Electric vehicles are expensive and prohibitively so for most car buying consumers. Until prices drop low enough, sales will be limited to a few hundred units per month, perhaps even less for certain low demand models.
Incentives are helping to lower the price of some electric vehicles as the federal government offers a $7,500 tax credit. Others states offer discounts too and, in the case of the Think City, cars can be had for about half price when all other discounts are considered. Is there a catch? Yes, because if you don't live in certain geographic areas your cost will be far higher.
Think is "thinking" that its current promotion is an excellent deal, but on close inspection it simply isn't. Autoblog and other automotive enthusiast websites have caught on the "special deal" and have found out that consumers' final costs may not be so low after all.
Think City Price
The base price for the Think City is $35,495, which about $3,000 more than the Nissan LEAF, but $9,000 less than the Smart ForTwo EV. The Chevrolet Volt retails for $41,000 and other electric models cost significantly more. Still, the gas driven Ford Fiesta can be had for about less than half the cost of a Think City means you have to be an electric vehicle devotee to benefit from buying any EV.
The incentives offered by Think include the federal tax credit which immediately lowers the City to $27,995. If you live in Oregon, you can take a state credit of $7,000 which drops the price of your Think City to $20,995. The special Think is offering is a $4,000 ZEV discount which drops the price to $16,995 or $17,995 when the destination charge is factored in. You now have a car that is comparably priced with most small cars on the market, but one that doesn't consumer a single drop of gasoline. Visits to the gas pump are now history and the savings you'll realize will be immediate and accumulate year after year.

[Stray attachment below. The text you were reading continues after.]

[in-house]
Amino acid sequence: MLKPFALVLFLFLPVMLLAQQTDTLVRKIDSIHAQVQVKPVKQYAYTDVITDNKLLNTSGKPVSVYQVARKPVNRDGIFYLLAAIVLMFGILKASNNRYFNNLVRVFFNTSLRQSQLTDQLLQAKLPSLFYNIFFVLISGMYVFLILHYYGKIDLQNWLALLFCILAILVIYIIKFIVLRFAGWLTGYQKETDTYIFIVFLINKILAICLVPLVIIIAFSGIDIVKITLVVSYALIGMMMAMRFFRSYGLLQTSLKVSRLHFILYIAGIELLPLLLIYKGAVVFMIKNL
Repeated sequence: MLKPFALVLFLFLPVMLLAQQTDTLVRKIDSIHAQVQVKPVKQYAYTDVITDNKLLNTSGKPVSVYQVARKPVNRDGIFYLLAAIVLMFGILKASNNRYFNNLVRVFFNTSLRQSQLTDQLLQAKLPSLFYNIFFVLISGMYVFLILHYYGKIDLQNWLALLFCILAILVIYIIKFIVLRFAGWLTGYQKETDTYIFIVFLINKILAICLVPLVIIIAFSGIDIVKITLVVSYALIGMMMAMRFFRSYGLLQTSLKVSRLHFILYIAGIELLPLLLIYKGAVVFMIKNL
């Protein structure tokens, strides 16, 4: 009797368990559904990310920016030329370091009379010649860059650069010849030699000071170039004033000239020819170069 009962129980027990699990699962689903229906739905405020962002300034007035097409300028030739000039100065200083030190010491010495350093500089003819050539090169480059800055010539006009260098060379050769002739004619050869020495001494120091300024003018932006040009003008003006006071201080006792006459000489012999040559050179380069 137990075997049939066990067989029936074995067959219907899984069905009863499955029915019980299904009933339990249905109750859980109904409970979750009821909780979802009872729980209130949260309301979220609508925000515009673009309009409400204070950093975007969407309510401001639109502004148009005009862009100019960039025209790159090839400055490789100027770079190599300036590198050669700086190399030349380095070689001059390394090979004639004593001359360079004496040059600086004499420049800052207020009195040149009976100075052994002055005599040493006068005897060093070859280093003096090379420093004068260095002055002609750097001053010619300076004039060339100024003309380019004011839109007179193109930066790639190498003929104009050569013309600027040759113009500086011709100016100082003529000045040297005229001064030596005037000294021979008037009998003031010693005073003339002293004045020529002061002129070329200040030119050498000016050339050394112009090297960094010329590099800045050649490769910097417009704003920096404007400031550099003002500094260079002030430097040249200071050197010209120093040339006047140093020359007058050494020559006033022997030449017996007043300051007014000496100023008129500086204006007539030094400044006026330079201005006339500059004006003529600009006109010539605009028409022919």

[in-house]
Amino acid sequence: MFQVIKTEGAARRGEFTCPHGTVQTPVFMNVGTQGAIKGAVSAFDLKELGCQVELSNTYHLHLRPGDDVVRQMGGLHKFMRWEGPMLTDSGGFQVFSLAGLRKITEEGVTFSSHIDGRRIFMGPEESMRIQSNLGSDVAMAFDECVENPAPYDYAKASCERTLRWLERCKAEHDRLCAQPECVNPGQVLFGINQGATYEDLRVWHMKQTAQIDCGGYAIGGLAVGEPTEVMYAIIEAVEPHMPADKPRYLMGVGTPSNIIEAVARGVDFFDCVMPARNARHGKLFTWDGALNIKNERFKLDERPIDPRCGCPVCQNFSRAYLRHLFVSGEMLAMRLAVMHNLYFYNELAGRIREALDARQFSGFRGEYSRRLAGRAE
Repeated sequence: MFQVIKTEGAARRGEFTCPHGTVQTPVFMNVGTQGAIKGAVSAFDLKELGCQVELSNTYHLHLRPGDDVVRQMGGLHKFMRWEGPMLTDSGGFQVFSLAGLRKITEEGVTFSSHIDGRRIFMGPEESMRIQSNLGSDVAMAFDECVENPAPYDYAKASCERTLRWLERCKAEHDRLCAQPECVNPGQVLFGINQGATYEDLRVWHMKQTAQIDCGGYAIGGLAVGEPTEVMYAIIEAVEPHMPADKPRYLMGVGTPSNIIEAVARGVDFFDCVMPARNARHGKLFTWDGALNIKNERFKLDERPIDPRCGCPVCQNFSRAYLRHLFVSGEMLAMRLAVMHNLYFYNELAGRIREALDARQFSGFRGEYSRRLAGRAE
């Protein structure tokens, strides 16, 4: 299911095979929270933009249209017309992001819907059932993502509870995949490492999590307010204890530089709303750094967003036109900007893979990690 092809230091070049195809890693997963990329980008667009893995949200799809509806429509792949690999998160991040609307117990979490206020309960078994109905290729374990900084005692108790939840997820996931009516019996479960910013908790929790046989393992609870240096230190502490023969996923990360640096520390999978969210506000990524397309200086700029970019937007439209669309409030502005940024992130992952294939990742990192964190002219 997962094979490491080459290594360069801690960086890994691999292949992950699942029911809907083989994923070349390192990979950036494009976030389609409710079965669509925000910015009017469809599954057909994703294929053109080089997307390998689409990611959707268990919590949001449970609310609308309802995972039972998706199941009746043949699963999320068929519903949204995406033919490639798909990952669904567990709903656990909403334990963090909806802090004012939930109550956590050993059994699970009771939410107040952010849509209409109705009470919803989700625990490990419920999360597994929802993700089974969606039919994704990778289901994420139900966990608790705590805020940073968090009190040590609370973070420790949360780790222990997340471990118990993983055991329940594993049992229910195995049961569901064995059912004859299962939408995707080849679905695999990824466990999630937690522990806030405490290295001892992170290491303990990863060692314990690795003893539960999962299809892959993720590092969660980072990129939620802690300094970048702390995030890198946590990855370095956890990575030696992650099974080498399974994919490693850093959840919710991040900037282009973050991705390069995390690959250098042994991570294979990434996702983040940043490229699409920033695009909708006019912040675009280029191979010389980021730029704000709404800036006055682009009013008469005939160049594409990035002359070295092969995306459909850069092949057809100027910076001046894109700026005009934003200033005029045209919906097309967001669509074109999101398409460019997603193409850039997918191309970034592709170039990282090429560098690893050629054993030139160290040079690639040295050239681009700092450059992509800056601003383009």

State Tax Credits
There is one catch with the Think City plan, however. And it is this: in states where tax credits are not offered, the ZEV discount disappears to. That means after the federal tax credit, which doesn't kick until you file your income taxes the following year, the cost of your Think City is $28,995. That's hardly a good buy and it represents an amount that will take years to justify, if ever.
Think's "inventory clearance sale" is available online where customers select a car based on the name assigned to it by the company. A cursory look at the website revealed that "Thelma" was available, featuring a black paint job. Like all Think models, you have to express your interest online by filling out a short survey. Think will then contact you, but be prepared to find that certain incentives may not be available to you, so think again.
Matthew C. Keegan is editor and publisher of "Auto Trends Magazine". Matt is also a contributing writer for Andy's Auto Sport and affiliated websites, an aftermarket supplier of quality auto parts including Mercury parts and cold air intakes.